Why Do Skunks Have White Stripes?

Once you catch a whiff of a skunk, you will know that, NO!, that was not a cute little black and white kitty you saw! Skunks are very well-known to have a terrible, pungent odor, but why do they have white stripes?

There are twelve species of skunks, which vary in size from 15 ½ to 37 inches long, and weigh between 1 and 18 pounds. They have somewhat elongated bodies, similar to weasels, with short, muscular legs. Their tail is long and fluffy, and they have long, sharp front claws for burrowing.

Although the most common coloration is black and white, some skunks are brown or gray, and some are even cream-colored. Whatever their ground color, all skunks have stripes from birth on. Some species have one large, thick white strips, while others have two thin stripes, spots and stripes, and some even have striped legs.

Skunks eat both plants and other animals, with grubs and insects/larvae taking first place in their diet. They will also eat other animals’ dead bodies alongside roads or in the woods. In addition, skunks enjoy berries, roots, nuts, and other foliage. Skunks will eat garbage if it is not well-sealed, and will often come close to homes to eat pet food that has been left outside.

Skunks have a dormant period during the cold months, when the females will huddle together in dens (males prefer their own dens), but while they are inactive and do not eat, they are not truly hibernating. Skunks have terrific senses of smell and hearing, but very poor eyesight, which is why they are often seen hit on the road. They just are unable to see the cars coming in time to run across the road. While they are known to live up to seven years in the wild, many do not make it past a year or two.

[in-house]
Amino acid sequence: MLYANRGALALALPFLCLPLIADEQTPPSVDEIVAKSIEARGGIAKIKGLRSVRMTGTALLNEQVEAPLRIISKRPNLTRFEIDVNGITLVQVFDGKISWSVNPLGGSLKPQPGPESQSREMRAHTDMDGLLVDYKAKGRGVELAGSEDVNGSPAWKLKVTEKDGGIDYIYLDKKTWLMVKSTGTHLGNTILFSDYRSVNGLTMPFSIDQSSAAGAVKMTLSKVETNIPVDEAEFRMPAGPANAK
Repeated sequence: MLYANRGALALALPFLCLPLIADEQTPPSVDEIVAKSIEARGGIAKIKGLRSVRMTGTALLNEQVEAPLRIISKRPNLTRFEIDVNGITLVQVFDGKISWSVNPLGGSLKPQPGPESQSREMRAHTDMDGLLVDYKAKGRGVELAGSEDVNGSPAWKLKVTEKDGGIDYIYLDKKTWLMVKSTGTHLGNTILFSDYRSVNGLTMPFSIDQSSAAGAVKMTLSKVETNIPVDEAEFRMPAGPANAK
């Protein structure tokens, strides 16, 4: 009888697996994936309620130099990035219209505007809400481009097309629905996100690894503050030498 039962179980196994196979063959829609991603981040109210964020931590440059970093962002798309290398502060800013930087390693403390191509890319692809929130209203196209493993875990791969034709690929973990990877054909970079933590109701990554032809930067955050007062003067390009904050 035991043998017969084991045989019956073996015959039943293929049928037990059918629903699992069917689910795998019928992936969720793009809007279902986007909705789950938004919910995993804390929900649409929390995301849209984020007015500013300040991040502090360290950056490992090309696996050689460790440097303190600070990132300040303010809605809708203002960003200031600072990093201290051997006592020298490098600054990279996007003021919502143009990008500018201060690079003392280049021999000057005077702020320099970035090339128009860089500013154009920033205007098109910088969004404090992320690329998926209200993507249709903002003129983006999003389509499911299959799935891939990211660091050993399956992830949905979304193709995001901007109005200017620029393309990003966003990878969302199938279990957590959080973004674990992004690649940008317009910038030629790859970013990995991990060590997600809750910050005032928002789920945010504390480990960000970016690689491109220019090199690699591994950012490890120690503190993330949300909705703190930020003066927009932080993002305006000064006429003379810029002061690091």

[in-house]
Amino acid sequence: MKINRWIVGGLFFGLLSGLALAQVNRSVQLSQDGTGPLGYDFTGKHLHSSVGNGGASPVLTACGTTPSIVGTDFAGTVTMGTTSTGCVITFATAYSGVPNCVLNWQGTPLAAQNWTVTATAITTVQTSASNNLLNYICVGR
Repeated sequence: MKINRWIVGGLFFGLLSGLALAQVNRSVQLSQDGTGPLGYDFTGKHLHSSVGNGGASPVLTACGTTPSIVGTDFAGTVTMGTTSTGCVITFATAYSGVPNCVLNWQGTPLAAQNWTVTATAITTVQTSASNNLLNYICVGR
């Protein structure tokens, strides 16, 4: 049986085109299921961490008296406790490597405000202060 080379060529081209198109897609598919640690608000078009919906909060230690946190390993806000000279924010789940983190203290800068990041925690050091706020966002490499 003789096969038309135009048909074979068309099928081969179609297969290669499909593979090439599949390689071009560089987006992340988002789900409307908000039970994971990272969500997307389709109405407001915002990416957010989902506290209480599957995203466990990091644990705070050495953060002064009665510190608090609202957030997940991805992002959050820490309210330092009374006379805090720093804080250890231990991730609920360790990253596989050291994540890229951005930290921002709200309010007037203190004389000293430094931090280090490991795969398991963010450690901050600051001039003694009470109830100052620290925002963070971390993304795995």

Mating occurs in the springtime, with kits being born in early May. One female is gravid for about 66 days, before having 4 to 8 kits, which stay with their mother for about a year, when it is time for them to pair up and have kits of their own.

The most well-known thing about the skunks is their anal scent glands. Two kidney-shaped glands reside in their rear, one on either side of their anal opening. There are specialized muscles behind them that make the spray fast and accurate to a target up to 10 feet away! They are known to ward of coyotes and bears with just their scent, which is foul and pungent.

They are, however, somewhat hesitant to use their spray, as they have only about 5 “sprays” of 3cc each time they spray. It takes up to ten days to regenerate enough spray for the muscles to work again. Instead, skunks will hiss, stomp their feet, “fluff up” their tail, and act aggressive, all in the effort to warn off predators without having to use their spray. If all efforts fail, they will then not be reluctant to spray at their enemy. Their only true enemies in the wild are the great horned owl, which seems impervious to their spray.

So, why do skunks have the white stripes? Scientists believe that their coloration is both a warning to predators as to where the skunk is and where the spray comes from. Since skunks do not tend to bite, this is their main protectant, and as such, they wish predators to know that they will not hesitate to spray them if spooked.

That said, the old myth of tomato juice to “kill the scent” of a skunk spray has been mostly debunked. It would take enormous amounts of tomato juice, and it would only be minorly effective. The best OTC remedy is to use a mixture of peroxide, dish soap, and baking soda, with copious amounts of rinse water.

Read the How to get rid of skunks page for helpful information and to learn more about Why Do Skunks Have White Stripes?

Why Do Skunks Have White Stripes?

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